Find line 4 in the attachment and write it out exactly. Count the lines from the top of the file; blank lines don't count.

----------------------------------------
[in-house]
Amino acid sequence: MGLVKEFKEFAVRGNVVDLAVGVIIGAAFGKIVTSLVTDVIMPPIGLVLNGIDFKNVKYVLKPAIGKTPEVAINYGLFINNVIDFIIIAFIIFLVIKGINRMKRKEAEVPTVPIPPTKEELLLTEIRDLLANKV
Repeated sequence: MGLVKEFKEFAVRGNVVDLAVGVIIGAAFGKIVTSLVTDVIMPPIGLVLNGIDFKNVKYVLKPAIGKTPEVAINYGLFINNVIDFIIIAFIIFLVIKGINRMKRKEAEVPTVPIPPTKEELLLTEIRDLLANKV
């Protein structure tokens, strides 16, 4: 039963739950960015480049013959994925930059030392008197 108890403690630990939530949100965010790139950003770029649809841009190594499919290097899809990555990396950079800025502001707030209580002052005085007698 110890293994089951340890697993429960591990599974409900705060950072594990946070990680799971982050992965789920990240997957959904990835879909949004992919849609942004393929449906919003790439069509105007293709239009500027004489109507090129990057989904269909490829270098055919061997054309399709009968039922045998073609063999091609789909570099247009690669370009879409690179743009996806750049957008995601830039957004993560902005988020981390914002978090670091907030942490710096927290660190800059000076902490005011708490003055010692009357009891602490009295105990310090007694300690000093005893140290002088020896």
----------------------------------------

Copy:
């Protein structure tokens, strides 16, 4: 039963739950960015480049013959994925930059030392008197 108890403690630990939530949100965010790139950003770029649809841009190594499919290097899809990555990396950079800025502001707030209580002052005085007698 110890293994089951340890697993429960591990599974409900705060950072594990946070990680799971982050992965789920990240997957959904990835879909949004992919849609942004393929449906919003790439069509105007293709239009500027004489109507090129990057989904269909490829270098055919061997054309399709009968039922045998073609063999091609789909570099247009690669370009879409690179743009996806750049957008995601830039957004993560902005988020981390914002978090670091907030942490710096927290660190800059000076902490005011708490003055010692009357009891602490009295105990310090007694300690000093005893140290002088020896």